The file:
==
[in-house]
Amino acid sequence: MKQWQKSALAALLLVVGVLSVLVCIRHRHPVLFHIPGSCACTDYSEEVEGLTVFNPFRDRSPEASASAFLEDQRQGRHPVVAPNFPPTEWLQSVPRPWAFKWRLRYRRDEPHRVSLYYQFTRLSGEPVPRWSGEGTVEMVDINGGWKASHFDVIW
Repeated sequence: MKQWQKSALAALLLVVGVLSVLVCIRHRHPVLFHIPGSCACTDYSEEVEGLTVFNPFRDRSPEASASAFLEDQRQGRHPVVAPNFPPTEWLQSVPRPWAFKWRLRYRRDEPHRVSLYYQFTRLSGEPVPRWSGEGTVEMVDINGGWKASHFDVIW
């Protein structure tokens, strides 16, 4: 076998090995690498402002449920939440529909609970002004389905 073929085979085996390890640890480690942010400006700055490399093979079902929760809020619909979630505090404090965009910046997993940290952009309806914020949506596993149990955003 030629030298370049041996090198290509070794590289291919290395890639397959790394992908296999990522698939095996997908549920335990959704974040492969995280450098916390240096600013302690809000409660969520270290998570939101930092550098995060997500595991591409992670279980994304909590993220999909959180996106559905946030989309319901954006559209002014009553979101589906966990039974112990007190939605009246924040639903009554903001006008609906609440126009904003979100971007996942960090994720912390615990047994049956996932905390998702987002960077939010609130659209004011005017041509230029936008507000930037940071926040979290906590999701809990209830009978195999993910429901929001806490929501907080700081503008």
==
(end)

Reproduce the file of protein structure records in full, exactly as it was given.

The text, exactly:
[in-house]
Amino acid sequence: MKQWQKSALAALLLVVGVLSVLVCIRHRHPVLFHIPGSCACTDYSEEVEGLTVFNPFRDRSPEASASAFLEDQRQGRHPVVAPNFPPTEWLQSVPRPWAFKWRLRYRRDEPHRVSLYYQFTRLSGEPVPRWSGEGTVEMVDINGGWKASHFDVIW
Repeated sequence: MKQWQKSALAALLLVVGVLSVLVCIRHRHPVLFHIPGSCACTDYSEEVEGLTVFNPFRDRSPEASASAFLEDQRQGRHPVVAPNFPPTEWLQSVPRPWAFKWRLRYRRDEPHRVSLYYQFTRLSGEPVPRWSGEGTVEMVDINGGWKASHFDVIW
């Protein structure tokens, strides 16, 4: 076998090995690498402002449920939440529909609970002004389905 073929085979085996390890640890480690942010400006700055490399093979079902929760809020619909979630505090404090965009910046997993940290952009309806914020949506596993149990955003 030629030298370049041996090198290509070794590289291919290395890639397959790394992908296999990522698939095996997908549920335990959704974040492969995280450098916390240096600013302690809000409660969520270290998570939101930092550098995060997500595991591409992670279980994304909590993220999909959180996106559905946030989309319901954006559209002014009553979101589906966990039974112990007190939605009246924040639903009554903001006008609906609440126009904003979100971007996942960090994720912390615990047994049956996932905390998702987002960077939010609130659209004011005017041509230029936008507000930037940071926040979290906590999701809990209830009978195999993910429901929001806490929501907080700081503008």